A simple Google search on the lack of artisans will show that it’s not just a South African issue, it’s a global challenge. With so many industries using mechanised manufacturing processes, people who work with their hands have been side-lined. The problem is often exacerbated by the belief that a degree will solve unemployment, as well as the lack of good training and mentorship in specific skills.
In 2012, the Human Resource Development Council (HRDC) established the Artisan Development Technical Task Team in an effort to improve the quality of artisan training as well as explore the main blockages facing artisan development systems.
According to the HRDC, ‘The lack of apprenticeship opportunities is one of the main obstacles facing artisan learners, which means that while a young person may achieve a suitable qualification at a TVET college, he or she may subsequently discover that they cannot obtain the necessary work experience to enable them to take a trade test. The poor quality of teaching in many of the TVET colleges also results in a high dropout rate among learners. However, a great deal of work is being done to address these challenges.’
It was noted by, Deputy Secretary General of the ANC, Jessie Duarte, that there was shortfall of 40000 qualified artisans in South Africa. Recent statistics indicate that the average age of artisans in South Africa is 55 years, while the number of young people being trained to produce the next generation of artisans was only a fraction of what the country needed.
Nithia Pillay, Director Customer Services for Samsung South Africa, says, “There are so many more opportunities for youth with practical skills – South Africa needs more skilled labour. One of the arenas in which skills are highly sought-after is the technology and engineering sector. This is why Samsung has invested in Engineering Academies that not only offer training, but also viable career paths and real jobs.”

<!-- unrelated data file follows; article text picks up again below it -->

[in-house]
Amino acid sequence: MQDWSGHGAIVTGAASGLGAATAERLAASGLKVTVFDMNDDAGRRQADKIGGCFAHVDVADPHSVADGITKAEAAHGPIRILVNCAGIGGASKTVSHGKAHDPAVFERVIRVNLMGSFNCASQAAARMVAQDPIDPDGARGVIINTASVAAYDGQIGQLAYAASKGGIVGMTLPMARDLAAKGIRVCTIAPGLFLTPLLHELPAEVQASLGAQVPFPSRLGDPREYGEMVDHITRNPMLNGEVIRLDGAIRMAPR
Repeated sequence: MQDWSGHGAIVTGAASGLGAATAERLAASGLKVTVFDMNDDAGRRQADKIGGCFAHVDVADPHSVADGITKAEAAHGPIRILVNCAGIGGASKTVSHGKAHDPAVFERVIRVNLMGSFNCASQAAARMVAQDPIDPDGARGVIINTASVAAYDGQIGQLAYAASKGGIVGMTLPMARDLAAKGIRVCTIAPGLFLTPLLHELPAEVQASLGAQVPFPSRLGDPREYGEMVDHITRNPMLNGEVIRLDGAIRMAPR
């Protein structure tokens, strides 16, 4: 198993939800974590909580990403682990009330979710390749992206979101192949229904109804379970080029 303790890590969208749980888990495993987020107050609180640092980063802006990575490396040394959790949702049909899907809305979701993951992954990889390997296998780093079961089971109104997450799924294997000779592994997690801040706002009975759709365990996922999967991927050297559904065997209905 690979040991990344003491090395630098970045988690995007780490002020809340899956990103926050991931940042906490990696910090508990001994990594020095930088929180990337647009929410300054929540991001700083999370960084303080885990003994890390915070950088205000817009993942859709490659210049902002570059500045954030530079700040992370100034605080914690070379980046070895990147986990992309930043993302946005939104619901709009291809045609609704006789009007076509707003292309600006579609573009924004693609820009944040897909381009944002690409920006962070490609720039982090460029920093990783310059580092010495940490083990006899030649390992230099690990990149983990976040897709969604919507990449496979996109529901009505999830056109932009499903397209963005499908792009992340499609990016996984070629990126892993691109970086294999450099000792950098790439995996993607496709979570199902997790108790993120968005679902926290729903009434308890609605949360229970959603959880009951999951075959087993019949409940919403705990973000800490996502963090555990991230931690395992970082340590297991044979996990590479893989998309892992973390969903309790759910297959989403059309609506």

Programmes geared towards inclusivity have increased opportunities for women to enter into trades that were traditionally reserved for men and female artisans are on the rise. Samsung’s engineering academies offer not only practical training, but also work experience and placement consideration at Samsung and its value-chain partners.
To ensure youth are given hope for the future, it is imperative to change the narrative around what it means to be an artisan and ensure that these much-needed skills are properly taught, and career opportunities are opened up for those who opt to become an artisan. It is only by setting up programmes such as the Samsung Engineering Academies, that South Africa can begin to address unemployment as well as grow the economy.